Relevant –  Is your goal relevant? If you set a specific, measurable and achievable goal but it’s not relevant to what you want then how will it help you get where you’re going? A good example of this is if someone wants to be a manager because they think that paycheck would look nice. But that person hates being in charge, hates managing employees and doesn’t have any interest in being accountable for the work of others. So that goal isn’t relevant to who they are and what they really want. They’d get a bigger paycheck, but they’d be miserable. (That’s why our dream list started with things we want to do, have or be).

Time-bounded – If you want to ACTUALLY achieve your goals, set deadlines. If you’re writing your first book then maybe just finishing it and sending it out is the one goal for this year (since you can’t control the time tables of agents, editors and publishers). If you need to learn about managing people, decide to read the top three books on leadership and management in the next month, and then talk to your managers or supervisors about their thoughts on what you’ve learned and how they might apply to your team, so they know you have taken an active interest. 

Whatever the steps are to achieving your goals, without clear deadlines, you will find excuses and procrastinate. Hold yourself accountable and get it done ASAP.

Create Your Own “Success,” Then Stick To The Formula

Success is something that everyone defines for themselves.  No one should define what success looks like for you. But, the formula to achieve success is simple: Commit to what you want, take action to make it a reality, when something’s not working, adapt your plan of attack. So many success stories include a moment where the person was on the verge of giving up and decided to give it one more push… and that’s when they found success. 

Don’t be the one who gave up on that one last push that would have given them everything they’d worked so hard for. 

Turn Your Goal Into An Action Plan

Reverse engineer your outcome, creating 5-7 milestones from where you are now to where you want to be. Then create an action plan to get to that first milestone For example, if your goal is to be an author then maybe one of those milestones would be publishing a short story. Your action plan might include deciding on a plot or theme, scheduling 1 hour per day to do nothing but write, completing a rough draft, editing it to a complete 1st draft, sharing it with a friend or writing group, re-writing a 2nd draft, and sending it off to a magazine or website.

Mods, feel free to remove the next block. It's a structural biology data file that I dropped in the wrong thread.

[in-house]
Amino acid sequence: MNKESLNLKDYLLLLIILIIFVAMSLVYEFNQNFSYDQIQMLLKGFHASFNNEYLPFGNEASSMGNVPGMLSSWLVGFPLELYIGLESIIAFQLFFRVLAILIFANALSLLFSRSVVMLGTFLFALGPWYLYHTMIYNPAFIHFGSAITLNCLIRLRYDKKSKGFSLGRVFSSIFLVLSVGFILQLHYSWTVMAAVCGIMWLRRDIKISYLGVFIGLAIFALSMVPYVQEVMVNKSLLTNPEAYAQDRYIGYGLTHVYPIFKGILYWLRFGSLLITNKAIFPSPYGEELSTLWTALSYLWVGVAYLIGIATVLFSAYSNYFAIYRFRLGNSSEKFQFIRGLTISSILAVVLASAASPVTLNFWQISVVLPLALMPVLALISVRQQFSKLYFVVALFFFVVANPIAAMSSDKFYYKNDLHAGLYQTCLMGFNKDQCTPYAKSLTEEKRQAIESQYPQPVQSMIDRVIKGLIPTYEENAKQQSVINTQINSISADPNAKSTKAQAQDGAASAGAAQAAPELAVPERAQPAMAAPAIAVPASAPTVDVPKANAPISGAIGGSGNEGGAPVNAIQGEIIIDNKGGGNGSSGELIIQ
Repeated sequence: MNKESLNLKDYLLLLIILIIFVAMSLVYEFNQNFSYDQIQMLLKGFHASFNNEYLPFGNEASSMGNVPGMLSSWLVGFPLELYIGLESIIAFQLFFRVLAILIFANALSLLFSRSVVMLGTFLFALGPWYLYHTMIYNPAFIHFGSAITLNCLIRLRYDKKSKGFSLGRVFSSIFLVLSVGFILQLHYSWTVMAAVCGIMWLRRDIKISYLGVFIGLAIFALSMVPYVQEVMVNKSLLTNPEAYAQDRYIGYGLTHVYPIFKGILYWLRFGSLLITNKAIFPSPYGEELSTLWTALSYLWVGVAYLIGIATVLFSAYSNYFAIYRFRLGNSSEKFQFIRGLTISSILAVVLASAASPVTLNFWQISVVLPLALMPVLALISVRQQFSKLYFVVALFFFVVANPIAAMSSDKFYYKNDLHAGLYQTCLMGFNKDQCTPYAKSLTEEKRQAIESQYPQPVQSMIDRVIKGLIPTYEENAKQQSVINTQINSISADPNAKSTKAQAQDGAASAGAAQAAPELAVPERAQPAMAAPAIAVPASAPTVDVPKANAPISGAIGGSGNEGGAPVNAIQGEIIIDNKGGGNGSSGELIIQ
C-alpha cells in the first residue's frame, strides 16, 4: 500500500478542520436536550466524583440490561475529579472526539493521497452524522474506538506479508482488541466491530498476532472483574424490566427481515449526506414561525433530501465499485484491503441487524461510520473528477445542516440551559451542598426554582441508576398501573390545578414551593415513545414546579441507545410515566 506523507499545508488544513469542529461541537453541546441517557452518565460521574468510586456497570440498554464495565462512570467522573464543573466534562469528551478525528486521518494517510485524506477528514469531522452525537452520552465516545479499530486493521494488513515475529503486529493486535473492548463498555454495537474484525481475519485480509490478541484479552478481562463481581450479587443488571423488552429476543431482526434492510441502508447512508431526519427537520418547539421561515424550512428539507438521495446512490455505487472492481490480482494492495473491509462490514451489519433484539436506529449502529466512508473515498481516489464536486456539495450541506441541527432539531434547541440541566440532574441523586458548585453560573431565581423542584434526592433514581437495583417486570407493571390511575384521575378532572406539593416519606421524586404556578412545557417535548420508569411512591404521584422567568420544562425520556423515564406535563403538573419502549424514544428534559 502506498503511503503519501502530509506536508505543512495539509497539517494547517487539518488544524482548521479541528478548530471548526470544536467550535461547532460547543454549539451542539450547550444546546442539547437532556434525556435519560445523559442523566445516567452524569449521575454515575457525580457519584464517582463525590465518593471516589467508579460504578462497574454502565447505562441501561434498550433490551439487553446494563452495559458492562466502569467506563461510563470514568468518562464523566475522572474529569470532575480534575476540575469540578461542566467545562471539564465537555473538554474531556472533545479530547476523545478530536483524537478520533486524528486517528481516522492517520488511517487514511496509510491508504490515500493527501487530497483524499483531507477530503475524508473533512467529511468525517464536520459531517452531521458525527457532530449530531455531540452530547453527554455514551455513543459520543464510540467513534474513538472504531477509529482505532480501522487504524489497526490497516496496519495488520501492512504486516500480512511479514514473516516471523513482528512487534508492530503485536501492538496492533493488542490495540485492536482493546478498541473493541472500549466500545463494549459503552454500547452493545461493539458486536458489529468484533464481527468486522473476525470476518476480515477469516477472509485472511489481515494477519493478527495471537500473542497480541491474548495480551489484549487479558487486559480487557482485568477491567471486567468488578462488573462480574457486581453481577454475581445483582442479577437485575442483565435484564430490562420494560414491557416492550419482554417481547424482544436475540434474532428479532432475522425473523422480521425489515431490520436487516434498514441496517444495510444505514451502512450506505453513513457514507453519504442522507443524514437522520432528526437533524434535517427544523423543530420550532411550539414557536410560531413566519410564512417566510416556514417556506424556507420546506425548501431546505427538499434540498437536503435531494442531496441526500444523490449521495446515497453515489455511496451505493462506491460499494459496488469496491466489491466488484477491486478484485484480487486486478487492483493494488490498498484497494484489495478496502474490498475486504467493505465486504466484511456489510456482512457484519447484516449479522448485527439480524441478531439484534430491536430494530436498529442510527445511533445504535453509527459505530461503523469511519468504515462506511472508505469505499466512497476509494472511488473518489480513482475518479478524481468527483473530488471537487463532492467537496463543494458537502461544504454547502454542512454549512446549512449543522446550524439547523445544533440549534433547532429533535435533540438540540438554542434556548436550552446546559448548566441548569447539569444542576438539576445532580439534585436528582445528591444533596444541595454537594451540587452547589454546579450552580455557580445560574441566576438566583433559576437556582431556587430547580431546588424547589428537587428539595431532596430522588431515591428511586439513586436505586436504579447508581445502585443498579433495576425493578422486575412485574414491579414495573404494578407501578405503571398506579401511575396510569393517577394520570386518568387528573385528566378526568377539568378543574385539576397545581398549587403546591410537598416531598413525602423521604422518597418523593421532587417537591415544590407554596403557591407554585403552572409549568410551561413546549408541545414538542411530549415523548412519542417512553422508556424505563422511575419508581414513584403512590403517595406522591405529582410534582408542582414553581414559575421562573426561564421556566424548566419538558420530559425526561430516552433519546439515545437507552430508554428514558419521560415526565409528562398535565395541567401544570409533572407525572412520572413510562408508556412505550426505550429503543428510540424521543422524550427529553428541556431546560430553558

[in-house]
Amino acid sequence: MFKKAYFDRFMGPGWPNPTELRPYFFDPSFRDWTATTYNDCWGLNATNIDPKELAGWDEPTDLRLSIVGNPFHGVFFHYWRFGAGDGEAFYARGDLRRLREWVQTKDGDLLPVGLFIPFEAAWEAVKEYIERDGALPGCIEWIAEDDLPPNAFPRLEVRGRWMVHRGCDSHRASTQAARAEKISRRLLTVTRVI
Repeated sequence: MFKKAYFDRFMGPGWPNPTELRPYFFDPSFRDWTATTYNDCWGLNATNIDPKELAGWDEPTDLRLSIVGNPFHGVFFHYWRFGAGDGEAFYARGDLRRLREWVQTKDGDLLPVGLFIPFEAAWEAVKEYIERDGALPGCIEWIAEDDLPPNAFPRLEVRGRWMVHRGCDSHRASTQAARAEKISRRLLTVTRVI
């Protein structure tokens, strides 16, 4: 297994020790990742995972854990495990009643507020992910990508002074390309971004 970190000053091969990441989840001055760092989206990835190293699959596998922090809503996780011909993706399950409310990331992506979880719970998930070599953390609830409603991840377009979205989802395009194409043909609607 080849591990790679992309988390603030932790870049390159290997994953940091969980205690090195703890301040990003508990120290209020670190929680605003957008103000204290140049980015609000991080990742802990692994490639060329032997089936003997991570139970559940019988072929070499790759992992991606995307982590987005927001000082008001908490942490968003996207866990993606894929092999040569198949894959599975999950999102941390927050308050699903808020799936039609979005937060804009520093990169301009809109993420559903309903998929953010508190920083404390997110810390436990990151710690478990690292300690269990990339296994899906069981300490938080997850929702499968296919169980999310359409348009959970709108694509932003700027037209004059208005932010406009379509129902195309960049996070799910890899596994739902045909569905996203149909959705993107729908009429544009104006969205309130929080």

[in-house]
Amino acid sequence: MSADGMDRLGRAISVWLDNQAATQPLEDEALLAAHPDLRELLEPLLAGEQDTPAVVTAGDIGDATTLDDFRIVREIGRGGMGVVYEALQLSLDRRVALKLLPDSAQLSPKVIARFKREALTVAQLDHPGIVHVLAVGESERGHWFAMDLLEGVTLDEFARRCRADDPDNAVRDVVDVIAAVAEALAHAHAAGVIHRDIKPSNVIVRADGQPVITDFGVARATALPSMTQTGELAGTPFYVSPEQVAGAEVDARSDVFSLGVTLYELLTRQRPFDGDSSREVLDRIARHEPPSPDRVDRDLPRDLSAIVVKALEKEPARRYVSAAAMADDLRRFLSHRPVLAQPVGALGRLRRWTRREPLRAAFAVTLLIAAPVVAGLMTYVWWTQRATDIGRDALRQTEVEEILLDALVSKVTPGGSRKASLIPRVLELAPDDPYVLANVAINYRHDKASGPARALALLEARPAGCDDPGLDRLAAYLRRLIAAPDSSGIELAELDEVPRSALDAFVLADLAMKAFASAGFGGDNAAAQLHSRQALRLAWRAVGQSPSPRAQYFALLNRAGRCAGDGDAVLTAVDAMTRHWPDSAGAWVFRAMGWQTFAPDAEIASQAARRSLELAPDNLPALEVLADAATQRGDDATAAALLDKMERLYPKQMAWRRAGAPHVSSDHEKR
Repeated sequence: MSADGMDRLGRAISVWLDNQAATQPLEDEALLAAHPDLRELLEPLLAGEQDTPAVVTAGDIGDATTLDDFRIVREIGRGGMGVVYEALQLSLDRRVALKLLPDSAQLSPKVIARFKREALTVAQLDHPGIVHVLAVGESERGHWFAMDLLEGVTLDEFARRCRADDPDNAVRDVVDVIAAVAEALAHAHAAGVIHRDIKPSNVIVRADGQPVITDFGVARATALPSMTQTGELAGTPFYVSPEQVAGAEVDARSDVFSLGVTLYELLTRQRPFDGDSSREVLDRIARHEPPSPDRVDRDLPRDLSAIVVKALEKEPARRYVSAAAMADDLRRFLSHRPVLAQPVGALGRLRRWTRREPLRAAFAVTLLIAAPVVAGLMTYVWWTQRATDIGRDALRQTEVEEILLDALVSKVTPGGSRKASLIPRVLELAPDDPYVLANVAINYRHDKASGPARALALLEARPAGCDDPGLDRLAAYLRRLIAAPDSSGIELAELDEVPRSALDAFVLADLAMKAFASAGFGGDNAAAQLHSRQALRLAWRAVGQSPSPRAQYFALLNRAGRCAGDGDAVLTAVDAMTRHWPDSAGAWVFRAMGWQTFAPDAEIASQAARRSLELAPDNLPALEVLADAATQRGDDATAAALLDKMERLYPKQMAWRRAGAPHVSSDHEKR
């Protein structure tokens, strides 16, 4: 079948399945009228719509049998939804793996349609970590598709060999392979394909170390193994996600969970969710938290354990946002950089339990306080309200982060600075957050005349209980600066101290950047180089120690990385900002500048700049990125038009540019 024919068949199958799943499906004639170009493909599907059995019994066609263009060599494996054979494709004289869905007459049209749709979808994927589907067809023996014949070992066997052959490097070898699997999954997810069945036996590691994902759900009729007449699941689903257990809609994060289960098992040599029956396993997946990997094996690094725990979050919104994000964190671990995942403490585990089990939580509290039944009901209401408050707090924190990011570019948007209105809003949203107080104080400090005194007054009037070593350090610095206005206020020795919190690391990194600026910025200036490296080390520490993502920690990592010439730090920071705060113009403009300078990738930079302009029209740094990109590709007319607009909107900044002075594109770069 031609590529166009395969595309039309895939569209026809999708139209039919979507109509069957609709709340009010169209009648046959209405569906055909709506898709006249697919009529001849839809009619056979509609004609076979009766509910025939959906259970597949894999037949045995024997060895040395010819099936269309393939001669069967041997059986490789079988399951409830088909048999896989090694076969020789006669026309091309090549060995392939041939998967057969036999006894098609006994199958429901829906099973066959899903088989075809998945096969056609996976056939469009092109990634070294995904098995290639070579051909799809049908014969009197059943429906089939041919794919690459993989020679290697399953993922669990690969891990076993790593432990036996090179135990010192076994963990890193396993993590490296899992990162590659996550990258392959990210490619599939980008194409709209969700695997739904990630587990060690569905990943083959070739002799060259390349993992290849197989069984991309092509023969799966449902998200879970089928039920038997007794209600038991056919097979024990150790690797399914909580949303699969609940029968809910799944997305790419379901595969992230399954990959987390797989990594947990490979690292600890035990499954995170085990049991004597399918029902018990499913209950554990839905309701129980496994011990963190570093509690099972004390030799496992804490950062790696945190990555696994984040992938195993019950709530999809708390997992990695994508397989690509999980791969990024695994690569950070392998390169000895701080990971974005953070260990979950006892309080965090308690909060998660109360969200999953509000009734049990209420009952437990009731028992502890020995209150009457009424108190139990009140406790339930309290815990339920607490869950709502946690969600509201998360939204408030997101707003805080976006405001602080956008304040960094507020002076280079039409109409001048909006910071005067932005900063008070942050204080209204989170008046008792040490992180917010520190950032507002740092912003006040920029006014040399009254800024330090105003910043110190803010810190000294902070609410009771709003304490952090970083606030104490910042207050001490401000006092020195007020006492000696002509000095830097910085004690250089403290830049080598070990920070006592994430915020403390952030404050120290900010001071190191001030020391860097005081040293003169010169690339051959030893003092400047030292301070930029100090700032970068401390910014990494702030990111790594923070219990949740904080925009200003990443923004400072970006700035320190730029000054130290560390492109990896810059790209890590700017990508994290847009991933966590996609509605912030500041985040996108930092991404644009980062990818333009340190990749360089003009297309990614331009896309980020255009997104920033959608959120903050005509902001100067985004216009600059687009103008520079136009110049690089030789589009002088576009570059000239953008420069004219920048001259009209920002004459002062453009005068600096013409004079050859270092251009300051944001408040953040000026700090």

Then once you have that milestone behind you, what’s the action plan for the next milestone? Perhaps it’ll take writing another five stories before anyone wants to publish them. So you keep sending them to new outlets and keep writing more stories until you hit that final milestone of being a published author.

 

See What Works And What Doesn’t, And Adapt.

Let’s go over this point again, because it’s that important. You only fail if you give up. In fact, the only difference between someone with big wins and someone with big dreams is that the dreamer gave up when things got difficult. You can’t expect everything to go according to plan. Just because you’ve been doing something well doesn’t mean that it’ll have the result you want. Be open-minded and be willing to adapt your goals as you learn more about yourself, what works for you and what doesn’t.

Enjoy Your Success… and Then Tackle a New Dream!

When you hit that final milestone and realized that goal you’ve been working towards, there is a thrill of accomplishment. Take a moment. Revel in it. But, as we mentioned before, that feeling (as amazing as it is) won’t last forever. 

 

The feeling of moving forward and working toward your dream– that feeling of having a purpose that drives you– is a powerful thing. Without that sense of purpose after you’ve achieved your goal can lead to a sense of, well, purposelessness. A lack of direction. Don’t let that take hold. Use it as a prompt that it’s time to start tackling another dream. It’s fine. If you did the exercise at the beginning, you’ve got plenty to spare.